Tests did not reveal any critical vulnerabilities
The European Commission’s ‘EU Free and Open Source Software Auditing’ project (EU-Fossa) has sent its code review results to the developers of the Apache HTTP server target and KeePass. The audit results are not yet public, however, no critical vulnerabilities were found.
The EU-Fossa project will publish its review when it receives permission from the Apache and KeePass developers.
Over the past weeks, IT security experts contracted for the EU-Fossa project reviewed the software source code of two open source software applications, the Apache HTTP server and KeePass, a password manager. The reviews conclude that, regarding security, the code is of good quality. “Our tests did turn up a few issues, none of which are critical or high-risk”, says Marek Przybyszewski, Information Systems Architect at DIGIT, who is managing the EU-Fossa project.
The EU-Fossa code security tests are a EUR 1 million pilot project by the European Commission and the European Parliament. The project is creating a formal process to let the European institutions contribute results of future software security reviews back to the open source communities.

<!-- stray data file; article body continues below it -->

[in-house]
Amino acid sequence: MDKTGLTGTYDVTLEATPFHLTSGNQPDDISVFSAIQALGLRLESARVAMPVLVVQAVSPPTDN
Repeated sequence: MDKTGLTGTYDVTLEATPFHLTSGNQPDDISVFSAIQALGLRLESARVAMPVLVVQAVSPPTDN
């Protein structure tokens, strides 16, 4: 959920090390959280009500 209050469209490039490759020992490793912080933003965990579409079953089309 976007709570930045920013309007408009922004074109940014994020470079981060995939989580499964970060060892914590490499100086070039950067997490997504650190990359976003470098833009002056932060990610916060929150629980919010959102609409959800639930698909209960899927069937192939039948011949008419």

The pilot, which will end in December, is making all of its results public. In addition to the two code security audits, this includes an inventory of the open source solutions used by the Commission, and studies into the security practices of 14 open source communities.
Next week, the European Parliament will vote on a EUR 2 million extension of the project. The proposal, submitted by MEPs Julia Reda, Max Andersson (both Greens/EFA), and Marietje Schaake (ALDE), will allow the EC and EP IT teams to continue their open source code reviews. The new project will also create an EC/EP bug bounty programme.
“Such approaches are very common and successful in the industry and would allow for a broader involvement of the security community in the common objective of ensuring a more secure IT infrastructure”, the three MEPs write in their proposal.